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Clinical and Developmental Immunology
Volume 2012 (2012), Article ID 970789, 16 pages
Review Article

Current Status of the Immunomodulation and Immunomediated Therapeutic Strategies for Multiple Sclerosis

1Department of Pediatrics, Tri-Service General Hospital, National Defense Medical Center, Taipei 114, Taiwan
2Department of Microbiology and Immunology, National Defense Medical Center, Taipei 114, Taiwan
3Center for Composite Tissue Allotransplantation, Chang Gung Memorial Hospital, Linkou, New Taipei City 333, Taiwan
4Graduate Institute of Life Sciences, National Defense Medical Center, Taipei 114, Taiwan
5Graduate Institute of Medical Sciences, National Defense Medical Center, Taipei 114, Taiwan

Received 5 July 2011; Accepted 12 September 2011

Academic Editor: Philip Alex

Copyright © 2012 Shyi-Jou Chen et al. This is an open access article distributed under the Creative Commons Attribution License, which permits unrestricted use, distribution, and reproduction in any medium, provided the original work is properly cited.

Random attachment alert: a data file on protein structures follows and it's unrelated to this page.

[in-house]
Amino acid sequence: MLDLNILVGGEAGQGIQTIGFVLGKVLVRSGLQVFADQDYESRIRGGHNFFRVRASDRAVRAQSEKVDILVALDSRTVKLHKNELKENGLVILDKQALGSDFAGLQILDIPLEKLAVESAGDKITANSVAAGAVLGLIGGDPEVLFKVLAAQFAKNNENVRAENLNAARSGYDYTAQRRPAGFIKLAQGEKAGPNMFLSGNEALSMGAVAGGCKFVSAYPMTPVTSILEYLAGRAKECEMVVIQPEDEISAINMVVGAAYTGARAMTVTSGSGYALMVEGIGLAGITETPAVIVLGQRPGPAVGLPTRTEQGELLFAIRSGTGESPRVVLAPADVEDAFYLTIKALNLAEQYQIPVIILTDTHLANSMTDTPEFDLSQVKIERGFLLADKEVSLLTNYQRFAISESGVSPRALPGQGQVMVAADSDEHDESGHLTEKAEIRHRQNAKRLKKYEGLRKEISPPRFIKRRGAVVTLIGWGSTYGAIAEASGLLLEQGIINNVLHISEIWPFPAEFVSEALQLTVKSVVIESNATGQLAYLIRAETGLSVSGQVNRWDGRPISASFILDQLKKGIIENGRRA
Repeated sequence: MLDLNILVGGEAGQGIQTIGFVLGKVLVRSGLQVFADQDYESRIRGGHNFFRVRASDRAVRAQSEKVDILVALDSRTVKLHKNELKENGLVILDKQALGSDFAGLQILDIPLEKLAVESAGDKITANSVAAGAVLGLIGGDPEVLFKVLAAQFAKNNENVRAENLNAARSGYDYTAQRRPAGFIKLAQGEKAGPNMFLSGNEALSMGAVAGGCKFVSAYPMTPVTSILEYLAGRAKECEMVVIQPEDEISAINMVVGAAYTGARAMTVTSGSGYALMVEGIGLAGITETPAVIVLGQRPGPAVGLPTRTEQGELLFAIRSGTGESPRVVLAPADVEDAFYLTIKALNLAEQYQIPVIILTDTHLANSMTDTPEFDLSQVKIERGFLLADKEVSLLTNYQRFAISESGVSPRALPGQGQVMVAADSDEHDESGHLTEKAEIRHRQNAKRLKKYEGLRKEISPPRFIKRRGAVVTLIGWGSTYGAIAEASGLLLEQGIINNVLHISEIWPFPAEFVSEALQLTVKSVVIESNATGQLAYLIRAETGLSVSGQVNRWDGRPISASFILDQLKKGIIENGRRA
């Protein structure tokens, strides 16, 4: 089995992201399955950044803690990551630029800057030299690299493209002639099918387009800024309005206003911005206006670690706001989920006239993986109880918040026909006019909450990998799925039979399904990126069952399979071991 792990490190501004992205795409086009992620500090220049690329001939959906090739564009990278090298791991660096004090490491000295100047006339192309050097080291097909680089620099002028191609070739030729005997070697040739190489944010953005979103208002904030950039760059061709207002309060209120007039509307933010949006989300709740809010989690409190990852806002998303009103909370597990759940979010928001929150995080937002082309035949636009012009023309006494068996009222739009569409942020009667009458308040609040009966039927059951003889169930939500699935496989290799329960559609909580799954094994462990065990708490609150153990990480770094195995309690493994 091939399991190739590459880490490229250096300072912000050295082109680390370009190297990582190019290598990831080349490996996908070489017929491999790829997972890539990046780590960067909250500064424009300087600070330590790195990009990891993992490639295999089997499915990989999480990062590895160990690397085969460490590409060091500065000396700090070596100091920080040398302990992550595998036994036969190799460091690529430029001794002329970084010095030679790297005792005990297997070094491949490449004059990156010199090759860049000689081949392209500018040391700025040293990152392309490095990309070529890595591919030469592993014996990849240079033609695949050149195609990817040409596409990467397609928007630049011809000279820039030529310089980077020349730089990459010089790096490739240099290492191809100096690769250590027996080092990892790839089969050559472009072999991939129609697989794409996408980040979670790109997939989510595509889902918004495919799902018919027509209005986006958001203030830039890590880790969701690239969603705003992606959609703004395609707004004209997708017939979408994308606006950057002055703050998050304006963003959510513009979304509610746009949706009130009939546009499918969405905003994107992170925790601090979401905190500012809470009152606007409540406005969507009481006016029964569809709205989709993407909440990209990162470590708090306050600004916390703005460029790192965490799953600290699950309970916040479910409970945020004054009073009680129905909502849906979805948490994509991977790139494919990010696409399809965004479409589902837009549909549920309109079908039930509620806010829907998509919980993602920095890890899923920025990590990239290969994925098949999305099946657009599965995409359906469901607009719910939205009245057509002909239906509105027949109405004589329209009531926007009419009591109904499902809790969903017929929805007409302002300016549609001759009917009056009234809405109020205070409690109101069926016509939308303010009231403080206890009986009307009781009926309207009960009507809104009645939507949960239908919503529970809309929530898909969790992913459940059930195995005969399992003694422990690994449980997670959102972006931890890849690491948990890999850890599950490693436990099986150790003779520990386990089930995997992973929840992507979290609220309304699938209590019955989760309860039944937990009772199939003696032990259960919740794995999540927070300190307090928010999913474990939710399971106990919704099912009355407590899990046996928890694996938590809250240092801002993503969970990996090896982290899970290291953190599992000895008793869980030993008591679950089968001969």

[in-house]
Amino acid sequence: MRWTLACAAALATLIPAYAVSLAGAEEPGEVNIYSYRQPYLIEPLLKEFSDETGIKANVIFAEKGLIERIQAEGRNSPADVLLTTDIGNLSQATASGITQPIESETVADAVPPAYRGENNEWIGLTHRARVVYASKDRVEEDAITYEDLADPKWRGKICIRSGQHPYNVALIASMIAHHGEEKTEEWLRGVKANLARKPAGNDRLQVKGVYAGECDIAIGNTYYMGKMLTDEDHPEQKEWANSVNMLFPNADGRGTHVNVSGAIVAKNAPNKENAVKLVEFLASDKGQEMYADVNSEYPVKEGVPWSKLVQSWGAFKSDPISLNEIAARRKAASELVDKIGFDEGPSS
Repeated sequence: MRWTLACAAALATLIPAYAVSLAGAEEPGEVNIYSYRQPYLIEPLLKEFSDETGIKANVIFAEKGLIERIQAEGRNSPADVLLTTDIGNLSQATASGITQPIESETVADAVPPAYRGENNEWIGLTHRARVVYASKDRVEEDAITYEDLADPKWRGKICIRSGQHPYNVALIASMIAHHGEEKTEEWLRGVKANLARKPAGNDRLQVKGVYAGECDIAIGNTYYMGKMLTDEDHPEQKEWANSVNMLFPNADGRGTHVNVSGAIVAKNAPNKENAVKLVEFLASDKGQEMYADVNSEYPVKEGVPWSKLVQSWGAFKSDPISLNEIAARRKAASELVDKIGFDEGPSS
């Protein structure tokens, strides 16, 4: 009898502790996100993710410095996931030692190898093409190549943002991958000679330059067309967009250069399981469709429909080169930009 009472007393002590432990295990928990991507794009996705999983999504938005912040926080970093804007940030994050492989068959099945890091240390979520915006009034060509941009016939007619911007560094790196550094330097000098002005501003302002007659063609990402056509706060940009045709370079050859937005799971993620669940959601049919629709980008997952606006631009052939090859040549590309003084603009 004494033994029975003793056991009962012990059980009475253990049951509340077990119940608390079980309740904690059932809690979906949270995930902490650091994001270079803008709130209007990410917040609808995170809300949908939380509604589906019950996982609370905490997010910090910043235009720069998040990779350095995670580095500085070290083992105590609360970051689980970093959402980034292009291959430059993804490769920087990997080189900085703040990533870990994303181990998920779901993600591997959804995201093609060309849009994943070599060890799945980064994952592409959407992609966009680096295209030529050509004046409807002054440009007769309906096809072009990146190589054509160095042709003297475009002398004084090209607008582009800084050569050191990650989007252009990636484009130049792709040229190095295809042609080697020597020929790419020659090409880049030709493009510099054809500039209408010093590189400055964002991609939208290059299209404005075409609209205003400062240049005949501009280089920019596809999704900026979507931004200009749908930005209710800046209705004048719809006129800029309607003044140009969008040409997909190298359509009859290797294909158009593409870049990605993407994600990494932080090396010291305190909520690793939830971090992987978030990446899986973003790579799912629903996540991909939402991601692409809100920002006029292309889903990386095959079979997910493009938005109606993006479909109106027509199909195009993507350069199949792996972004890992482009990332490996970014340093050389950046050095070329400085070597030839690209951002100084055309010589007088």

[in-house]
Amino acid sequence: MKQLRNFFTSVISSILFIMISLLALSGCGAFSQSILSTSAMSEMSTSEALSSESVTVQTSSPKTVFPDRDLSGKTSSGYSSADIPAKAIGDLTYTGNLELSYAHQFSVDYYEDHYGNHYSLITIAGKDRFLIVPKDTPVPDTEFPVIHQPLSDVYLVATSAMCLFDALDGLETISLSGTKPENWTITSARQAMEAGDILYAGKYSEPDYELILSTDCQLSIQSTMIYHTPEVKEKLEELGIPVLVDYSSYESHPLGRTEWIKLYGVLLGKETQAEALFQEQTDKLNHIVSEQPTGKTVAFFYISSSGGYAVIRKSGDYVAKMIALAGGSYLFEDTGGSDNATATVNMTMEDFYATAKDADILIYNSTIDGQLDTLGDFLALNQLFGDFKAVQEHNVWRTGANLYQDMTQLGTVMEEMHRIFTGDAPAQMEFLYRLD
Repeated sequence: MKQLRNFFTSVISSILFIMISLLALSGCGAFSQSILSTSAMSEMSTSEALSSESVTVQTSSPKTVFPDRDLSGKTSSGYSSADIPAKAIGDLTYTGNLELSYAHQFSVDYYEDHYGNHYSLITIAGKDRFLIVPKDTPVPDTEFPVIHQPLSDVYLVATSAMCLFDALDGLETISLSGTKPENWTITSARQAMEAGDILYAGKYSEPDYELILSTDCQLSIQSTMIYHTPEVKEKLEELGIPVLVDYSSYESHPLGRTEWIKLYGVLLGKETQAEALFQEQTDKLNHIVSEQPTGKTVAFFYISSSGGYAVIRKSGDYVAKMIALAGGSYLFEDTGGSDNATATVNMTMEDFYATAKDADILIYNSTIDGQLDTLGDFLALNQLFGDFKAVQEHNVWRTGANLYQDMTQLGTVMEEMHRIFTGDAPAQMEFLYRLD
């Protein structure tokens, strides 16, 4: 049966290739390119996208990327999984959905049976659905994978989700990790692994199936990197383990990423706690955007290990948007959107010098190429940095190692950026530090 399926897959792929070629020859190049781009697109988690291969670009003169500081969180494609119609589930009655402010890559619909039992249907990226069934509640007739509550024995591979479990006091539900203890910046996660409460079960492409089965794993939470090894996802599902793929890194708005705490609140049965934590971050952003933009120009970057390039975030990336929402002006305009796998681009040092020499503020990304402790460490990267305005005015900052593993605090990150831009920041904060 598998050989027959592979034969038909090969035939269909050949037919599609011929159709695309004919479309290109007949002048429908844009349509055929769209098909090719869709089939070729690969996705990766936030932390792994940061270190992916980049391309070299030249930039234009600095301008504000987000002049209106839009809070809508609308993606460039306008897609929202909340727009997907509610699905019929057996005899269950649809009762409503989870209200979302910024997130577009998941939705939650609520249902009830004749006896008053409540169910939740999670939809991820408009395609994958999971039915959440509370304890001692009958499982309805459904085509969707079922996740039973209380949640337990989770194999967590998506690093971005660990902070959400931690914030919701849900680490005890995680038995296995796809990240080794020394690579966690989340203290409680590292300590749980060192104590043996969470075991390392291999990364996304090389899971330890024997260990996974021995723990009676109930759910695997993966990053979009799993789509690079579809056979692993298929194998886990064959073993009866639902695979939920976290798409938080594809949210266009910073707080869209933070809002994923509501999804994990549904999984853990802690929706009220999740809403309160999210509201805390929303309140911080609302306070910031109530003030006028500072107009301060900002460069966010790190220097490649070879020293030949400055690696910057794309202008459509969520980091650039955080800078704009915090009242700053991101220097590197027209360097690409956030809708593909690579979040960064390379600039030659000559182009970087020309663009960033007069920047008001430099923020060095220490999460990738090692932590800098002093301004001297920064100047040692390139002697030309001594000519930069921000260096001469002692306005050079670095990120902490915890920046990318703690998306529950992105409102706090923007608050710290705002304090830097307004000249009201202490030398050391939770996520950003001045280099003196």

Multiple sclerosis (MS) is an autoimmune disease of the central nervous system, and CD4+ T cells form the core immunopathogenic cascade leading to chronic inflammation. Traditionally, Th1 cells (interferon-γ-producing CD4+ T cells) driven by interleukin 12 (IL12) were considered to be the encephalitogenic T cells in MS and experimental autoimmune encephalomyelitis (EAE), an animal model of MS. Currently, Th17 cells (Il17-producing CD4+ T cells) are considered to play a fundamental role in the immunopathogenesis of EAE. This paper highlights the growing evidence that Th17 cells play the core role in the complex adaptive immunity of EAE/MS and discusses the roles of the associated immune cells and cytokines. These constitute the modern immunological basis for the development of novel clinical and preclinical immunomodulatory therapies for MS discussed in this paper.